A new paradigm for the modelling of reality is currently being developed called Process Physics.
In Process Physics we start from the premise that the limits to logic, which are implied by Gödel's incompleteness theorems, mean that any attempt to model reality via a formal system is doomed to failure. Instead of formal systems we use a process system, which uses the notions of self-referential information with self-referential noise and self-organised criticality to create a new type of information-theoretic system that is realising both the current formal physical modelling of reality but is also exhibiting features such as the direction of time, the present moment effect and quantum state entanglement (including EPR effects, nonlocality and contextuality), as well as the more familiar formalisms of Relativity and Quantum Mechanics. In particular a theory of Gravity has already emerged.
In short, rather than the static 4-dimensional modelling of present day (non-process) physics, Process Physics is providing a dynamic model where space and quantum matter emerge from a fundamentally random but self-organising system. The key insight is that to adequately model reality we must move on from the traditional non-process syntactical information modelling to a process semantic information modelling; such information is `internally meaningful'.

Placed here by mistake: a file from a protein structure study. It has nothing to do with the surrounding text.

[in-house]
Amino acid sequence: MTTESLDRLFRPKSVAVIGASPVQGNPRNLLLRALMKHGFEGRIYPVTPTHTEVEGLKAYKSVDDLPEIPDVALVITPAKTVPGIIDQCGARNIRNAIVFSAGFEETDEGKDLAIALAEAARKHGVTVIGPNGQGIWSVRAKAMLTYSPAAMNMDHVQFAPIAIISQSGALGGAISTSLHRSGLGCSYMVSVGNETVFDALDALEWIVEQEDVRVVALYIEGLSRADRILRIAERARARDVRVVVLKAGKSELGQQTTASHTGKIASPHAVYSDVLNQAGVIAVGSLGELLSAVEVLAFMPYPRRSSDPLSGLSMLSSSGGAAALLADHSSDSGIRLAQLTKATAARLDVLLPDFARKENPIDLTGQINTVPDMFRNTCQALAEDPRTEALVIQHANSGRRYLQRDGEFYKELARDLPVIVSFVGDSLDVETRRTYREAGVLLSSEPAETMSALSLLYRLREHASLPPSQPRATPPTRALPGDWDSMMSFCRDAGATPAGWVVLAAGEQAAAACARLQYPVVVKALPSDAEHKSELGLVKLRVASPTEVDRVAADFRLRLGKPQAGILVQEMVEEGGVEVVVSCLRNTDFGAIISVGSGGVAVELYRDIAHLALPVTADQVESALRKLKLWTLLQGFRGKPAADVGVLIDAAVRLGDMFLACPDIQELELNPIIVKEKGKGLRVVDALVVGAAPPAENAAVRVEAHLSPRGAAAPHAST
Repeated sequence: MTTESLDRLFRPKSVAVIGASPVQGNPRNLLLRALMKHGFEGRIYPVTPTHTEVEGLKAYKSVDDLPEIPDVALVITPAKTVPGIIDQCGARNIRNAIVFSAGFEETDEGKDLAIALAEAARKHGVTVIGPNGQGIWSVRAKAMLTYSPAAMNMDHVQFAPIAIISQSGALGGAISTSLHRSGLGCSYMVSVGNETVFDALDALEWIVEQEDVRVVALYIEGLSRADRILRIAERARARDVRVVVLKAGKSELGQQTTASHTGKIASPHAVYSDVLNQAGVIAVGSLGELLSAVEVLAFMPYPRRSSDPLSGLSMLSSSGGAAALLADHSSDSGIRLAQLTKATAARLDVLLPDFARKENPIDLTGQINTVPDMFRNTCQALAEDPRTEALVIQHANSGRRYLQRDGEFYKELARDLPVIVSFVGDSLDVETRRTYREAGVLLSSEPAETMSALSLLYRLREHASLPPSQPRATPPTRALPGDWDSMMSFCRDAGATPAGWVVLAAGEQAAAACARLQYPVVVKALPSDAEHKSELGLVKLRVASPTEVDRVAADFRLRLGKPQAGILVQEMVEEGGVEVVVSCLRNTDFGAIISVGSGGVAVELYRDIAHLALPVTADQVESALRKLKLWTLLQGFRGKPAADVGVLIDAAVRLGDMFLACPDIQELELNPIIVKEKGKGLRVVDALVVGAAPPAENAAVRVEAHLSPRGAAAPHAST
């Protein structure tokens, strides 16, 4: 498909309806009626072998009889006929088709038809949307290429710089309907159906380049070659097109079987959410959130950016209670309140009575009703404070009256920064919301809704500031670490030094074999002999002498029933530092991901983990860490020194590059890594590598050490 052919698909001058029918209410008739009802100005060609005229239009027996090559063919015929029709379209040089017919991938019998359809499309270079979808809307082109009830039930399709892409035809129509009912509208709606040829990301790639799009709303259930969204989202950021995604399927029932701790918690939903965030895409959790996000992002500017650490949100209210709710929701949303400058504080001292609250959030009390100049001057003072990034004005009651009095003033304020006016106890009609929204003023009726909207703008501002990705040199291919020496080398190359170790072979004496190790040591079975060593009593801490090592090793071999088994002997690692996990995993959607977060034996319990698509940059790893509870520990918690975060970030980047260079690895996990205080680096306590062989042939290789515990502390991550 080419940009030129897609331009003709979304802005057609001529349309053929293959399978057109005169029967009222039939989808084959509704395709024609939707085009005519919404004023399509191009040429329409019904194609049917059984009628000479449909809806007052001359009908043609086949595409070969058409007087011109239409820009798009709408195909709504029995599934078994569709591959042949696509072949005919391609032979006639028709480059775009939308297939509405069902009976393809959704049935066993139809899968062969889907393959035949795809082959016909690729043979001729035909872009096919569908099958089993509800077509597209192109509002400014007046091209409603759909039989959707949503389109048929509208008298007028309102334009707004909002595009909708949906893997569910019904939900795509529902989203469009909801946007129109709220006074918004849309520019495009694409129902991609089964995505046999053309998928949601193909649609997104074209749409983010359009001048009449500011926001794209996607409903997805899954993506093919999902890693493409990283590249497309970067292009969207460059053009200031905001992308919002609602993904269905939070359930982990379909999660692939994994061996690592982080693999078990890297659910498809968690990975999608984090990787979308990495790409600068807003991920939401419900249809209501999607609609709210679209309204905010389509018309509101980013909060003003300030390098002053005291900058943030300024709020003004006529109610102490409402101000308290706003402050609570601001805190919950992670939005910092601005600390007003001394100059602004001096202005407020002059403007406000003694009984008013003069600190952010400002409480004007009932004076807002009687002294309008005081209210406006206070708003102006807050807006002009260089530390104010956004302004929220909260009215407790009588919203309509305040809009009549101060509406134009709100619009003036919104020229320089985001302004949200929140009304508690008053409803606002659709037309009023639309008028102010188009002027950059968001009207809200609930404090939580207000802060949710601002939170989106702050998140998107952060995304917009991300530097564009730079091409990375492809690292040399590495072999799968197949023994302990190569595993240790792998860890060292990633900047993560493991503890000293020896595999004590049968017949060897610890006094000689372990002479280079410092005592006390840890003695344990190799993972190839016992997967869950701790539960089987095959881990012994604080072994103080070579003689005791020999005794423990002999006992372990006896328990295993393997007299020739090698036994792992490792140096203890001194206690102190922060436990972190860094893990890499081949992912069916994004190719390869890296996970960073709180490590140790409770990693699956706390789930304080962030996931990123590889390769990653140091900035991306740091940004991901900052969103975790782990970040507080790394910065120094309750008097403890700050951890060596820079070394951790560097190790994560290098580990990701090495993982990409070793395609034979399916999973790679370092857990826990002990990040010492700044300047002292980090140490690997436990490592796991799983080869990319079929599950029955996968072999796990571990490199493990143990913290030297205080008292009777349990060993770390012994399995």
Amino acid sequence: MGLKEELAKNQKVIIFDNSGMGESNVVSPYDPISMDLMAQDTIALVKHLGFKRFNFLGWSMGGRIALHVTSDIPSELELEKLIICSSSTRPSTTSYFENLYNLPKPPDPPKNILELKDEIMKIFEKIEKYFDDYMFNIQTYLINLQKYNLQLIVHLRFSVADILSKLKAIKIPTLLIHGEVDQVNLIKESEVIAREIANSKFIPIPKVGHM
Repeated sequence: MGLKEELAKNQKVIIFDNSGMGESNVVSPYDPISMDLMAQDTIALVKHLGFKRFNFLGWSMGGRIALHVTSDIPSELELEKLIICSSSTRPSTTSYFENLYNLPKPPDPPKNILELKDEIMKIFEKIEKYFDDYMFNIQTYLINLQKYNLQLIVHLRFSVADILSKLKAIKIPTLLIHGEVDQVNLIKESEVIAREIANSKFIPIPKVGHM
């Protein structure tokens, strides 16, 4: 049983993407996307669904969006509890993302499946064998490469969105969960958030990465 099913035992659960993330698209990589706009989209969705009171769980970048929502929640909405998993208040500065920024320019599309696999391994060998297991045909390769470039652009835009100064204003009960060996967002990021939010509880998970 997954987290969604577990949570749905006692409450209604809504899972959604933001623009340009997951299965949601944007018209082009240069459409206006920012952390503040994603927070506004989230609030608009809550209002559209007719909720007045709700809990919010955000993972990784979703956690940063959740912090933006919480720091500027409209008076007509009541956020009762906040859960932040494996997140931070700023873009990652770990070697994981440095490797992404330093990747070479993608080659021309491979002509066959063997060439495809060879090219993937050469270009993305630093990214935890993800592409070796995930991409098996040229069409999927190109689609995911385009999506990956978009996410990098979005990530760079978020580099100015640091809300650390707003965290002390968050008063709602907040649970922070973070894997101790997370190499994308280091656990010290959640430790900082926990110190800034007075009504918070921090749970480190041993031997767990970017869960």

The new theory of gravity which has emerged from Process Physics is in agreement with all experiments and observations. This theory has two gravitational constants: G, the Newtonian gravitational constant, and a second dimensionless constant which experiment has revealed to be the fine structure constant. This theory explains the so-called `dark matter' effect in spiral galaxies, the bore hole gravitational anomalies, the masses of the observed black holes at the centres of globular clusters and spherical galaxies, and the anomalies in Cavendish laboratory measurements of G. As well it gives a parameter-free account of the supernovae Hubble expansion data without the need for dark energy, dark matter nor accelerating universe. This reveals that the Friedmann equations are inadequate for describing the universe expansion dynamics.
The experimental and theoretical research program to study and develop this theory of gravity was supported in 2005-2006 by an Australian Research Council Discovery Grant.
In 2010 the Telesio - Galilei Academy of Science awarded Professor Reg Cahill a Gold Medal for the development of Process Physics. The ceremony was held at the University of Pecs, Hungary.